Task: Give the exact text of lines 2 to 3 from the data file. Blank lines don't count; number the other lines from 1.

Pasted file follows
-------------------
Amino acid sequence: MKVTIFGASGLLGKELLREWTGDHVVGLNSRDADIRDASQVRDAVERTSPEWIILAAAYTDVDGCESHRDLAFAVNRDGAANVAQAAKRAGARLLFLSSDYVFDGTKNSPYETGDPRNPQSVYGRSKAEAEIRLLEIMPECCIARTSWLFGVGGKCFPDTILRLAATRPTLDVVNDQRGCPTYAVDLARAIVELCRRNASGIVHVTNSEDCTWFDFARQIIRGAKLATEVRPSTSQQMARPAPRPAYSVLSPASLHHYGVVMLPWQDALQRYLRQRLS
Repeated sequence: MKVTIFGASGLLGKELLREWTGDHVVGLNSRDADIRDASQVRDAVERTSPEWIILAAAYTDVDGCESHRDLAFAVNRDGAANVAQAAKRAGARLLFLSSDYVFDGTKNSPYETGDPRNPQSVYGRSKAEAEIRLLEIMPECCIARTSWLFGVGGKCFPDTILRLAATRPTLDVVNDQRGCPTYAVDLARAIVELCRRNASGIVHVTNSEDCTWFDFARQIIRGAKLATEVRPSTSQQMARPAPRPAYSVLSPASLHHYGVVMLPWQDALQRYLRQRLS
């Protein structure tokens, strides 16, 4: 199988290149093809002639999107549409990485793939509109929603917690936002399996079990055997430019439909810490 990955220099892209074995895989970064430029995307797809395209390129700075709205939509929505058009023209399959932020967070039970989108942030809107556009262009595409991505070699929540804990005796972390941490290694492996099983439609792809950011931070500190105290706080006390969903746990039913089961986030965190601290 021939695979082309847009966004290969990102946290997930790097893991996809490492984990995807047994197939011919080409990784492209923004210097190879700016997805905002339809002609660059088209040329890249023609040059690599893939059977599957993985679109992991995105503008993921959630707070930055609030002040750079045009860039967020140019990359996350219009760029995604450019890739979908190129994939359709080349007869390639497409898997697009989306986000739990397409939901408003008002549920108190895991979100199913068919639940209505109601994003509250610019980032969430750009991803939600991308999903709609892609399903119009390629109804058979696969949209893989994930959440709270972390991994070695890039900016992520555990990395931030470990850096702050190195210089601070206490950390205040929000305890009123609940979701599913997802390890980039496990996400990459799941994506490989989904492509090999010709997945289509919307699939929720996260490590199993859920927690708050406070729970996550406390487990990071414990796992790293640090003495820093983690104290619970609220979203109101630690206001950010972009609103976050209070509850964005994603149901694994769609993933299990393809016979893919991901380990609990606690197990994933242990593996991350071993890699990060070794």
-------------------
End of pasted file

Repeated sequence: MKVTIFGASGLLGKELLREWTGDHVVGLNSRDADIRDASQVRDAVERTSPEWIILAAAYTDVDGCESHRDLAFAVNRDGAANVAQAAKRAGARLLFLSSDYVFDGTKNSPYETGDPRNPQSVYGRSKAEAEIRLLEIMPECCIARTSWLFGVGGKCFPDTILRLAATRPTLDVVNDQRGCPTYAVDLARAIVELCRRNASGIVHVTNSEDCTWFDFARQIIRGAKLATEVRPSTSQQMARPAPRPAYSVLSPASLHHYGVVMLPWQDALQRYLRQRLS
């Protein structure tokens, strides 16, 4: 199988290149093809002639999107549409990485793939509109929603917690936002399996079990055997430019439909810490 990955220099892209074995895989970064430029995307797809395209390129700075709205939509929505058009023209399959932020967070039970989108942030809107556009262009595409991505070699929540804990005796972390941490290694492996099983439609792809950011931070500190105290706080006390969903746990039913089961986030965190601290 021939695979082309847009966004290969990102946290997930790097893991996809490492984990995807047994197939011919080409990784492209923004210097190879700016997805905002339809002609660059088209040329890249023609040059690599893939059977599957993985679109992991995105503008993921959630707070930055609030002040750079045009860039967020140019990359996350219009760029995604450019890739979908190129994939359709080349007869390639497409898997697009989306986000739990397409939901408003008002549920108190895991979100199913068919639940209505109601994003509250610019980032969430750009991803939600991308999903709609892609399903119009390629109804058979696969949209893989994930959440709270972390991994070695890039900016992520555990990395931030470990850096702050190195210089601070206490950390205040929000305890009123609940979701599913997802390890980039496990996400990459799941994506490989989904492509090999010709997945289509919307699939929720996260490590199993859920927690708050406070729970996550406390487990990071414990796992790293640090003495820093983690104290619970609220979203109101630690206001950010972009609103976050209070509850964005994603149901694994769609993933299990393809016979893919991901380990609990606690197990994933242990593996991350071993890699990060070794």